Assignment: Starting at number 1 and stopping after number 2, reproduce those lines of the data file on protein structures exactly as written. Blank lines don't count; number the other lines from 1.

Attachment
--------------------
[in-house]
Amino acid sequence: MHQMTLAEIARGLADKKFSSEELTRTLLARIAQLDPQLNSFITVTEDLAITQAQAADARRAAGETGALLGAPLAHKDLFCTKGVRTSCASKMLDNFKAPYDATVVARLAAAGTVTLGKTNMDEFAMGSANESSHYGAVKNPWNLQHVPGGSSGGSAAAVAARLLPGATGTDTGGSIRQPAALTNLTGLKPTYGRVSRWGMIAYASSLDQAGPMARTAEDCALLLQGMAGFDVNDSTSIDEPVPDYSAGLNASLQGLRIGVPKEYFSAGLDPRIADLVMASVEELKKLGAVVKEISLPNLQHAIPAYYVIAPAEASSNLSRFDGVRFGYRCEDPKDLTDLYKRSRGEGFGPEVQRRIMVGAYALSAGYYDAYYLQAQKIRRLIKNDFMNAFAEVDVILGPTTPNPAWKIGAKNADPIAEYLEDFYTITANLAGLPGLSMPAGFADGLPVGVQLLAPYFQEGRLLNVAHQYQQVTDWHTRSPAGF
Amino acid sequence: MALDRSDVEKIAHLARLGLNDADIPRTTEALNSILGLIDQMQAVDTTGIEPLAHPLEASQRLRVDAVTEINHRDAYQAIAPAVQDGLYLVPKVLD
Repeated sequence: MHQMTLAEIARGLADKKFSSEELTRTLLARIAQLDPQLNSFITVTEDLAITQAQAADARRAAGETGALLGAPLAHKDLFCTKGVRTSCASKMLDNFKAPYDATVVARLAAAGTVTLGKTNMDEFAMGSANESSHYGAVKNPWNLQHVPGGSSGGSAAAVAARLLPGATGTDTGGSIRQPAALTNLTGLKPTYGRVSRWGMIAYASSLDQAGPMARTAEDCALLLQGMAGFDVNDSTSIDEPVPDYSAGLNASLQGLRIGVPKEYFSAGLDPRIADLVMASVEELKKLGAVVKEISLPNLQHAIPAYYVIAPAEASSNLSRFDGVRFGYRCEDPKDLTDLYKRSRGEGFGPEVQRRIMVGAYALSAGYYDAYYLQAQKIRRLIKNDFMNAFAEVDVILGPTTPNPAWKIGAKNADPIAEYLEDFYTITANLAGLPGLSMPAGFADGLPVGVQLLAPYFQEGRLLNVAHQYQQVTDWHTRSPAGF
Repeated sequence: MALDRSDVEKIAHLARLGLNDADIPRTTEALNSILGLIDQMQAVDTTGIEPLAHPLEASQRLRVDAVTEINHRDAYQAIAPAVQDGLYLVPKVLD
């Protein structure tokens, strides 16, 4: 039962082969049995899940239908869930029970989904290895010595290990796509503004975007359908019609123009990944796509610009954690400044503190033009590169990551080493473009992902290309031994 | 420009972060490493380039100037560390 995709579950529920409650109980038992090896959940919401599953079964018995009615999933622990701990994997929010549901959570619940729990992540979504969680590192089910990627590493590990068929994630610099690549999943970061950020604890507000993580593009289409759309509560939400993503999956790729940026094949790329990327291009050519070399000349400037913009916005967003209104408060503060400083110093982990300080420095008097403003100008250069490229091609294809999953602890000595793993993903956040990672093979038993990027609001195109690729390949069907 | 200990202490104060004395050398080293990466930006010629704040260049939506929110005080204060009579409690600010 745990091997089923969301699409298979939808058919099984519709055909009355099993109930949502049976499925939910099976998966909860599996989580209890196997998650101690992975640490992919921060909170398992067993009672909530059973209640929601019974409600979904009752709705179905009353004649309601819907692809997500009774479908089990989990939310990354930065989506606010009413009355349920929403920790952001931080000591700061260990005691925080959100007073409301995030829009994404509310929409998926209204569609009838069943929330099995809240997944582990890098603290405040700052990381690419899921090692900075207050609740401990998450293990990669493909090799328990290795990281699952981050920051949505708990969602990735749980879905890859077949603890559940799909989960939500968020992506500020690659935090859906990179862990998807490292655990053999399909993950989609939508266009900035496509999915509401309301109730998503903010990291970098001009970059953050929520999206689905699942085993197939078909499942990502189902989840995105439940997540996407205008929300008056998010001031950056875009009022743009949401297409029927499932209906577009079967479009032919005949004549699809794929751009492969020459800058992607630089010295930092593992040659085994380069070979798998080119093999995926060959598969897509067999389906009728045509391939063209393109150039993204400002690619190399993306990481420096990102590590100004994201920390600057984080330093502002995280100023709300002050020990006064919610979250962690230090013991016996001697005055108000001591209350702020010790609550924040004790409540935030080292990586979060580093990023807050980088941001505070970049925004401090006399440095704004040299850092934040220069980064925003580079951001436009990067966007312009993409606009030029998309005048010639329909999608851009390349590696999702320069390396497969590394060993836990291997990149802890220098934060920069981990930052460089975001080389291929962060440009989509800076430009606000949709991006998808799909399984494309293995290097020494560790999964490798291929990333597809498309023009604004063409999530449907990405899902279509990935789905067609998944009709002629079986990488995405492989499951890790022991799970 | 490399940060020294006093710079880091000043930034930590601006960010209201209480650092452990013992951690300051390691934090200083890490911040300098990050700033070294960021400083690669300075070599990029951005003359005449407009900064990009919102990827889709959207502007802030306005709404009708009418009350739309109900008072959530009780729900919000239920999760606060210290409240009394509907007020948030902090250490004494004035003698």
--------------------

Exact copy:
[in-house]
Amino acid sequence: MHQMTLAEIARGLADKKFSSEELTRTLLARIAQLDPQLNSFITVTEDLAITQAQAADARRAAGETGALLGAPLAHKDLFCTKGVRTSCASKMLDNFKAPYDATVVARLAAAGTVTLGKTNMDEFAMGSANESSHYGAVKNPWNLQHVPGGSSGGSAAAVAARLLPGATGTDTGGSIRQPAALTNLTGLKPTYGRVSRWGMIAYASSLDQAGPMARTAEDCALLLQGMAGFDVNDSTSIDEPVPDYSAGLNASLQGLRIGVPKEYFSAGLDPRIADLVMASVEELKKLGAVVKEISLPNLQHAIPAYYVIAPAEASSNLSRFDGVRFGYRCEDPKDLTDLYKRSRGEGFGPEVQRRIMVGAYALSAGYYDAYYLQAQKIRRLIKNDFMNAFAEVDVILGPTTPNPAWKIGAKNADPIAEYLEDFYTITANLAGLPGLSMPAGFADGLPVGVQLLAPYFQEGRLLNVAHQYQQVTDWHTRSPAGF